Figure 4.
Breakdown of alternative splicing events detected transcriptome-wide. (A) Alternative splicing events both by type and area in the genome. Events ‘In gene models’ belong to junction groups in which at least one junction maps within a gene ...

Because the combined RNA-Seq data are comprised of short reads rather than full length mRNAs, the collection of splice junctions that compose a given isoform is difficult to resolve, and thus the exact number of isoforms encoded by the alternative splicing events described here could not be determined. However, transcriptome-wide, the combined data set supports the existence of between 279 and 369 alternative isoforms (533 and 623 total isoforms) for the 254 genes in which conflicting junctions were detected (Supplementary File S7). Alternative splicing events for most genes maximally support between 2 and 4 isoforms. However, a handful of genes [PF14_0338 (conserved Plasmodium protein), PFF0630c (conserved Plasmodium protein), PFL1440c (conserved Plasmodium protein), PFC0495w (plasmepsin VI), and PFC0912w (signal peptidase)] could encode up to 8–16 different isoforms. In addition to supporting up to 8 sense isoforms, an overlapping antisense junction was also validated for PFC0495w (plasmepsin VI), making it particularly interesting (Table 2). Gene ontology (GO) analysis of alternatively spliced genes did not reveal any functional patterns (Supplementary Materials and Methods).

The transcriptome complexity afforded by alternative splicing often increases the number of distinct proteins encoded by an organism. Of the 310 P. falciparum alternative splicing events mapped to gene models in the sense direction, 10% are predicted to produce altered UTRs, while the remaining 279 (90%) are predicted to produce distinct coding sequences. Of these, close to one third maintain coding frame, either adding or removing amino acids from the predicted protein (Figure 4B). In contrast, the majority of alternative splicing events result in frameshifts, most of which introduce premature termination codons within the gene model’s predicted coding sequence.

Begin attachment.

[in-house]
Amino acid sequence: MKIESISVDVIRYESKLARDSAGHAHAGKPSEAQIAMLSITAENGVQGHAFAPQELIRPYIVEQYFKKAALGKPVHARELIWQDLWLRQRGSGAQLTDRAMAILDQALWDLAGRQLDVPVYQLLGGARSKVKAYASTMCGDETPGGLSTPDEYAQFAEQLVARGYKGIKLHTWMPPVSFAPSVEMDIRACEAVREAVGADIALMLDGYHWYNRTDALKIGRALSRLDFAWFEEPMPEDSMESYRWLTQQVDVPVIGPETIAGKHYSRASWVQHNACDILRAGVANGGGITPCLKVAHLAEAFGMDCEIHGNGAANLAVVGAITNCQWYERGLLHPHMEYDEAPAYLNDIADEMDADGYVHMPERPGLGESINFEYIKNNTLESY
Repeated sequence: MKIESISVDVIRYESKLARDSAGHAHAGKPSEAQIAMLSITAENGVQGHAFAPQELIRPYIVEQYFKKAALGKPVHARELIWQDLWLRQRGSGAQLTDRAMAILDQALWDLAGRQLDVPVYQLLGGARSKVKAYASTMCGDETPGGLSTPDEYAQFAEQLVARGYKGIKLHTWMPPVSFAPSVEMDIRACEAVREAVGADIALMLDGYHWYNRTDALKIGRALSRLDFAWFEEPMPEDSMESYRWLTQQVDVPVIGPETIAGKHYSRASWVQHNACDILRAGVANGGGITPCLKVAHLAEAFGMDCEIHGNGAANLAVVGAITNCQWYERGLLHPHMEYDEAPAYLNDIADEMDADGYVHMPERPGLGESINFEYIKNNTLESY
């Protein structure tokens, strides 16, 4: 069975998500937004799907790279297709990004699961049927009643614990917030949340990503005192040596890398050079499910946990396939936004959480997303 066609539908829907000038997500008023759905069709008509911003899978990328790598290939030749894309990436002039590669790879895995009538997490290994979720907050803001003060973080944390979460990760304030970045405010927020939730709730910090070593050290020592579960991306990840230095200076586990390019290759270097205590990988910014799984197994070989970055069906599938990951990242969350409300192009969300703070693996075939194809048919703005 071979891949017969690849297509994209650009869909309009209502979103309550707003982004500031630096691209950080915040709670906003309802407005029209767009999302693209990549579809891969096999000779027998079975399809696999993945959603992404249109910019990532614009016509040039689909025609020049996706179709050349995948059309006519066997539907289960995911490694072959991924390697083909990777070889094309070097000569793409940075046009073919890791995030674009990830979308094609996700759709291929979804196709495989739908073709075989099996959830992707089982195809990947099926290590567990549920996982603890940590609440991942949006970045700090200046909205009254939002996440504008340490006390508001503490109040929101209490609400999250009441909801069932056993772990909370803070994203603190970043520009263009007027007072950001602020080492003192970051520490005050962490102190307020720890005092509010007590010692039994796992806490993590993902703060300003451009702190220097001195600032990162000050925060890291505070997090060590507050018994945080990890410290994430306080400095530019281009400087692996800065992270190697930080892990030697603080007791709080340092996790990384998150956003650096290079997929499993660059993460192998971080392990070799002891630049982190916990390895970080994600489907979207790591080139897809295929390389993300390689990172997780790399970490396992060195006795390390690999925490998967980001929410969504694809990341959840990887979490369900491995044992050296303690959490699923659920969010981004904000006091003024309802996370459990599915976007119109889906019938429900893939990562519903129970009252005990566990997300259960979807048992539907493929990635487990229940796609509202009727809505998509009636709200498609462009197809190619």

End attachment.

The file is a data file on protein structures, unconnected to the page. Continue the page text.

One explanation for the abundance of protein truncating alternative splicing events in P. falcparum is that these transcripts may not be translated, but instead could be intermediates bound for non-sense-mediated decay (NMD). Regulated splicing controlling the ratio of NMD-targeted to protein-coding isoform produced from certain genes is a mechanism of post-transcriptional regulation in other organisms (39,55). However, NMD has not been shown to exist in the parasite. Using human and yeast sequences for the core conserved NMD surveillance proteins, UPF1, UPF2 and UPF3 (paralogs UPF3a and UPF3b in humans) (56), best reciprocal hits analysis was able to find homologs to all three in P. falciparum, suggesting the NMD pathway exists in this parasite (Table 1). While it is unclear what the trigger for NMD may be in P. falciparum, 119 (73%) of the 162 truncating events do so >50 bp upstream of the last splice junction, rendering them eligible for NMD in mammalian systems (56). Regardless, our results suggest that the majority of alternative splicing events in the blood stages of P. falciparum either produce truncated protein isoforms or tune gene expression post-transcriptionally.